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Monday Aug 05, 2013

Joburg objects to 63 000 property valuations

In a bizarre move that is going to affect thousands of residents, the City of Joburg has objected to the new valuation of almost 63 000 properties on the recently released general valuation roll.

The question now being asked is: Why is the city being allowed to object after May 3, the cut-off date for objections?

Another question is: If there are now some 88 000 objections, or 11 percent of the valuation roll, did the valuers do a proper job in the first place, and what are these objections going to cost the council?

Most residents received a valuation notification in February or March, giving their new valuations and calling for objections before May 3. The new roll came into effect on July 1.

There were 25 000 objections, but now the council has belatedly objected to a further 63 000 valuations. Residents have been receiving letters from the municipal valuer informing them that the city has objected and saying they should make submissions about the value of their properties.

However, the city hasn't indicated the price it thinks the properties should be valued at, which attorney Chantelle Gladwin says renders the notices void.

Under the proposed new valuation figure, it states: 'Review of value required if under or overvalued.'

Gladwin says: 'The city is flouting several laws. It doesn't understand that consumers have rights in terms of the constitution, access to information and administrative law, to be given the information they need to exercise or make a decision.

'The fact that an owner has a right of appeal doesn't mean the city can blatantly negate the owners' rights to just administrative action during the objection process.'

The city's refusal to comply with the most basic laws caused consumers to suffer thousands - if not hundreds of thousands - of rand in financial losses, effort and time because they didn't know what to do and were seeking legal assistance, or using valuers to submit objections. Also, says Gladwin, because the municipality puts the same property on several supplementary rolls, owners have to do this several times, at great cost.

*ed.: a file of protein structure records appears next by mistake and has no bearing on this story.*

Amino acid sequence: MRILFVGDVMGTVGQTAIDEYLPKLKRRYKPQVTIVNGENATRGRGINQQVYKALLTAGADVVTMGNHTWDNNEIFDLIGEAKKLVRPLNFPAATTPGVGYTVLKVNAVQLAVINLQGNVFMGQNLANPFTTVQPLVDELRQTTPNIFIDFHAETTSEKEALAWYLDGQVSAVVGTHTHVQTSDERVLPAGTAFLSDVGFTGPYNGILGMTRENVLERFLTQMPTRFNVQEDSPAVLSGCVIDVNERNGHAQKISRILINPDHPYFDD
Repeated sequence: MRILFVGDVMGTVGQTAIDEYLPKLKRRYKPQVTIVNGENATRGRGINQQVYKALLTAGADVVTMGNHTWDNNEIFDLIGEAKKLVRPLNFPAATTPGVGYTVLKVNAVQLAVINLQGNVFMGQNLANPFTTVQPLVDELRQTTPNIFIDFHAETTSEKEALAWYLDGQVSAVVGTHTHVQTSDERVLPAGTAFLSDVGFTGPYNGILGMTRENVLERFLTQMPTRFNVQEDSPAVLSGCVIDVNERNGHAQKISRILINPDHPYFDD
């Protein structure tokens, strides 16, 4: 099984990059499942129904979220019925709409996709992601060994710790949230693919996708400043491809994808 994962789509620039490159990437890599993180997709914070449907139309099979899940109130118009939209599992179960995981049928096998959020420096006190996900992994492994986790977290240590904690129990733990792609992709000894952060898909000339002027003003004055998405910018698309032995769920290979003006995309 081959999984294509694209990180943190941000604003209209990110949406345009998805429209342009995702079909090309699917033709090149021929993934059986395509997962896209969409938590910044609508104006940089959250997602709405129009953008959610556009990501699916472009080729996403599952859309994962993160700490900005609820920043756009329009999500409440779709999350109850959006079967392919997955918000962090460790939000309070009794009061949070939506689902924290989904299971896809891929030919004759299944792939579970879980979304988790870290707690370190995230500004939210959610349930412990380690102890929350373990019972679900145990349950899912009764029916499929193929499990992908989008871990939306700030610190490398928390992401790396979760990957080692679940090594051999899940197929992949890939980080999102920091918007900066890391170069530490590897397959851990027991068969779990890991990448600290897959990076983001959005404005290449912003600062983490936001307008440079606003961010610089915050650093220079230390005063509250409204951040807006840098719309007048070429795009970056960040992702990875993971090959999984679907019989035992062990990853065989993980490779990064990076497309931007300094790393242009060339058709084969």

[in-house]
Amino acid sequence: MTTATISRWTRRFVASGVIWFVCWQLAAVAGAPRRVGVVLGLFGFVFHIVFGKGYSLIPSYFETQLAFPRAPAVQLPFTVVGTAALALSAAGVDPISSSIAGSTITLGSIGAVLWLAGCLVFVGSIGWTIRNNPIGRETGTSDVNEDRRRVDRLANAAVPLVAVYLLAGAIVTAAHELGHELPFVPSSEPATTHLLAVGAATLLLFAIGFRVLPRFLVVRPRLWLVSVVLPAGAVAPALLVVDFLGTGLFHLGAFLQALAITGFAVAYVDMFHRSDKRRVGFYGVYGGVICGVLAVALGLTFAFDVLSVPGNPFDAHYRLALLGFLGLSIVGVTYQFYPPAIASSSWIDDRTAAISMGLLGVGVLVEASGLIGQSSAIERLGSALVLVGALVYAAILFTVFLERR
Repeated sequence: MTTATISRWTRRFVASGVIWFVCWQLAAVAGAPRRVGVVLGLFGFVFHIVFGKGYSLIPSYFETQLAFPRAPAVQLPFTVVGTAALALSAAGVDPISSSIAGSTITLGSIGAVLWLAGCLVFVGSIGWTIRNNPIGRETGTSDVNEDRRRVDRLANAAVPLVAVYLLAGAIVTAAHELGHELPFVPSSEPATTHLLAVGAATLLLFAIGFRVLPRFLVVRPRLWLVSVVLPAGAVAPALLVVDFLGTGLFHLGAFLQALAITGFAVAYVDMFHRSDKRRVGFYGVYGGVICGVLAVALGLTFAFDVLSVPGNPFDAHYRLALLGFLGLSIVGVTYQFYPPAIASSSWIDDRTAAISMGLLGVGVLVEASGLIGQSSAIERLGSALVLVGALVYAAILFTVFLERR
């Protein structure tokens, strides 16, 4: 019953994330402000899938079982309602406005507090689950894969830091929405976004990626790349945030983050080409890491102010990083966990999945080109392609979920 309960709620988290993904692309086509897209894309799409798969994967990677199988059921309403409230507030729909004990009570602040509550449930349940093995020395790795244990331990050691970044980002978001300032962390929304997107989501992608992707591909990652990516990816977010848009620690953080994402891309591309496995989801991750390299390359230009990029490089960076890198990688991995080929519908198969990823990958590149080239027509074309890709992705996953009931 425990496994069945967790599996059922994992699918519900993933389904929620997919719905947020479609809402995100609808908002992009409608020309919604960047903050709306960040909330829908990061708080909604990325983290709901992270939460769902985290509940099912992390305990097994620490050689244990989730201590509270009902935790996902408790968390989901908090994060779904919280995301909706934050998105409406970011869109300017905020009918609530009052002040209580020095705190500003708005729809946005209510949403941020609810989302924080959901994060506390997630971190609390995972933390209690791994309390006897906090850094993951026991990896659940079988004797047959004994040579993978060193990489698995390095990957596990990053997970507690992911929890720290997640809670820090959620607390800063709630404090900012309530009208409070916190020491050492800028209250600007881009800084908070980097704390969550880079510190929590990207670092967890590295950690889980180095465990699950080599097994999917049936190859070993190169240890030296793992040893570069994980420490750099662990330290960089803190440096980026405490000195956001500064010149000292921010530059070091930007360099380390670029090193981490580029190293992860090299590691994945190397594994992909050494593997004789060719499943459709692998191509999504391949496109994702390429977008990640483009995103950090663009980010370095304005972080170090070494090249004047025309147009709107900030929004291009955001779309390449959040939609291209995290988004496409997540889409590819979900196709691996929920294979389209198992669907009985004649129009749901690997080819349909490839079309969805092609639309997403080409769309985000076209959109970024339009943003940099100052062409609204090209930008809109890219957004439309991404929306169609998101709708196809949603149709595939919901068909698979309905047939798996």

'In my legal opinion, this is an abuse of the powers in the Municipal Property Rates Act, and the court should not condone this.'

And, to add to the confusion, the letters are dated May 31, but were delivered only a few days ago. They give 45 days from May 31 to make submissions. The DA has accused the ANC-led council of attempting to extort additional rates.

DA finance spokesman John Mendelsohn said: 'A report to the finance section 79 committee, when the roll was compiled, stated that a rigorous quality audit would be done before it was published so that objections could be contained to a more acceptable level of 5 percent.'

The supplementary roll was published in May to, among other things, cure omissions and correct errors, so these additional properties should have been added there.

Mendelsohn said objections took about 18 months to be heard, and, meanwhile, residents were expected to pay higher rates.

Also, the inaccuracy of values on the general roll could have a negative effect on the city's rates income and render uncertain the estimated budgeted income from rates.

Revenue spokesman Kgamanyane Stan Maphologela said the notices were only 'statement' letters from the municipal valuer advising that the city had lodged an objection to the value, and if the owner wished, they too could make a submission.

'It's important to note that the valuer and the City of Joburg are different parties in this instance.'

Because notices were delivered late, the date of acceptance of submissions has been extended to August 16.

The Star

    
 

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